Cameron--The Town of Cameron was formed Nov. 18, 1903 from territory taken from the Town of Marshfield consisting of Sections 19, 20, 21, 28, 29, 30, 31, 32, and 33 of Town 25, Range 3. The boundaries of Cameron have since remained unchanged.
In addition to the foregoing, which includes all the towns today existing in the county, other towns have been set off from time to time during reorganizations of territory, which have since passed out of existence. Some such have lost their identity through a change of name only, and have been treated above. Three, Centralia, Springfield, and McClellan have been entirely vacated, and have received mention above only in connection with the history of other towns.
Centralia is the most important of these. It was formed Jan. 9, 1857, comprising territory described as follows: "All that part of the County of Wood not included in the Town of Rudolph and lying west of the following line, to wit: Commencing at the point where the township line between Townships 23 and 22 of Range 6 crosses that portion of the Wisconsin River called the "Hunter Slough"; thence down said slough to the head of the Hunter Island, thence down the left hand channel called the "lost channel" to the main channel of the Wisconsin River; thence down said channel to the south line of the County of Wood." The territory thus described included almost the whole county west of the Wisconsin River; and as this territory grew in population new towns were set aside out of it; the last of it was thus parceled out about 1875, and since that time the Town of Centralia has been out of existence.
Springfield was formed Aug. 27, 1861, having the limits of the present Town of Wood. It was ordered vacated Feb. 23, 1865 and its territory attached to McClellan.
McClellan, as formed May 26, 1864, consisted of Towns 21, 22, and 23 of Range 2 and 21 and 22 of Range 3; these are the present towns of Remington, Hiles, Cary, and Dexter. It was reorganized Feb. 23, 1865, and shortly afterward was vacated and its territory distributed to other towns.
Looking Backward--An examination of the record of proceedings of the county board, from the organization of the county to a recent period, reveals some items of interest that may not be included elsewhere in this volume, and, therefore, will be here briefly mentioned.
On Jan. 5, 1858, the board adopted the Wood County Reporter as its official organ, to publish all proceedings. This paper had been established in November the year before by J. N. Brundage, and was the first, and at that time the only, newspaper in the county. A few days later, January 11, the board received a petition from a number of citizens referring to "the present pressure in monetary affairs and the consequent stagnation in all the productive branches of industry and trade," and asserting that this condition of things had "created a necessity on the part of many worthy and industrious citizens of limited means to call on the respective towns in which they lived for temporary aid.' The signers suggested that the board should examine the laws in regard to ferries to see if it would not be possible to so regulate the same so as to create a cash fund for the support of the poor in the county, or, if this were not feasible, to devise some other plan for the same purpose. The committee appointed to investigate found the ferries subject to full county regulation, and action was taken as requested.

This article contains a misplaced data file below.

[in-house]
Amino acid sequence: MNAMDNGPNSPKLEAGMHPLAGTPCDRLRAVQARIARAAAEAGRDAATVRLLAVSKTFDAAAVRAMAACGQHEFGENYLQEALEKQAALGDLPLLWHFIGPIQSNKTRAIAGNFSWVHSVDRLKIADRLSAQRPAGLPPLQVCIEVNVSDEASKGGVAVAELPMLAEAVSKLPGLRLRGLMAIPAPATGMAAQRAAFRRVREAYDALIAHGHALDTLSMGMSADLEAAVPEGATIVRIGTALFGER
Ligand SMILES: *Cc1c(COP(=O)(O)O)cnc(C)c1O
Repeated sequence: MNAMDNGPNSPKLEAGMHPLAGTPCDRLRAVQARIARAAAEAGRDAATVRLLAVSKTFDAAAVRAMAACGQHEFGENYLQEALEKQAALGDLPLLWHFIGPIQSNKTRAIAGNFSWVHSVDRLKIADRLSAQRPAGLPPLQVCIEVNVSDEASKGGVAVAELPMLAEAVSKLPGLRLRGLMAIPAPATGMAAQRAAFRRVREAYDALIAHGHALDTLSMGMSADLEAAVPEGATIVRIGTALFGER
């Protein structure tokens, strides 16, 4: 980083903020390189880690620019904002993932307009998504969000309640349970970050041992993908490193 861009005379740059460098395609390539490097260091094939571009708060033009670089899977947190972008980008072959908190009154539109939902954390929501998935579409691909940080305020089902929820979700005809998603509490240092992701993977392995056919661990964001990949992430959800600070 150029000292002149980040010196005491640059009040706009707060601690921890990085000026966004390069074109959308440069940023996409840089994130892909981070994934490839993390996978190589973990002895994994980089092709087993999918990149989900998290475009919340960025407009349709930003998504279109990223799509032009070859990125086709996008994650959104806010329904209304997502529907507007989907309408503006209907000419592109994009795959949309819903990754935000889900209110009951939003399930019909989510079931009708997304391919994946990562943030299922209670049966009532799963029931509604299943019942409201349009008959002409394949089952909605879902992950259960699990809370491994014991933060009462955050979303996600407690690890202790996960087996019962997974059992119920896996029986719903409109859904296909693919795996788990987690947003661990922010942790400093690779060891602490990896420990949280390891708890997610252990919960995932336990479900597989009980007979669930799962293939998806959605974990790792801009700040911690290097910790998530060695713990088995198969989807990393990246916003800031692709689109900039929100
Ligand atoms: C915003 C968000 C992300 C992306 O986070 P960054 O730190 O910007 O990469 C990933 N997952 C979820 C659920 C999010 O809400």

On March 10, 1858, the board passed a bill granting a bounty of five dollars for the destruction of wolves. On June 21 the same year $1,000 was appropriated for bridges, Dexter, Hemlock and Centralia each receiving $300 and Rudolph $100. Thomas E. Newman was the first to collect a wolf bounty, for a grey wolf killed in September, 1858. From time to time, beginning about this period, commissions were appointed to lay out county roads and additional appropriations were made for bridges in towns. In August, 1861, the board passed an order, to remain in effect one year allowing the wives of volunteer soldiers from the county three dollars per month, and each child of such volunteers two dollars per month. When ferry licenses were granted in February, 1862, the toll rates established were as follows: For each four-horse, mule or ox team, loaded or unloaded, with a driver, 25 cents; each single horse and carriage with a driver, 1212 cents; each single horse and rider, 10 cents; each head of horses or horned cattle up to ten head, 5 cents; each additional head of horses or horned cattle, 3 cents; each swine or sheep, 5 cents; each foot passenger, 3 cents; all freight or merchandise not moved with team, per barrel, 10 cents; all other articles of freight, per hundred pounds, 10 cents. A ferry was to consist of one boat at least 50 x 12 feet for animals, and one skiff at least 16 x 4 feet for foot passengers. The ferries were to run from 6 a. m. to 12 p. m, from 1 p.m. to 6 p.m. and from 7 p.m. to 9 p. m., and were to be operated by means of a rope or cable, or by horse power.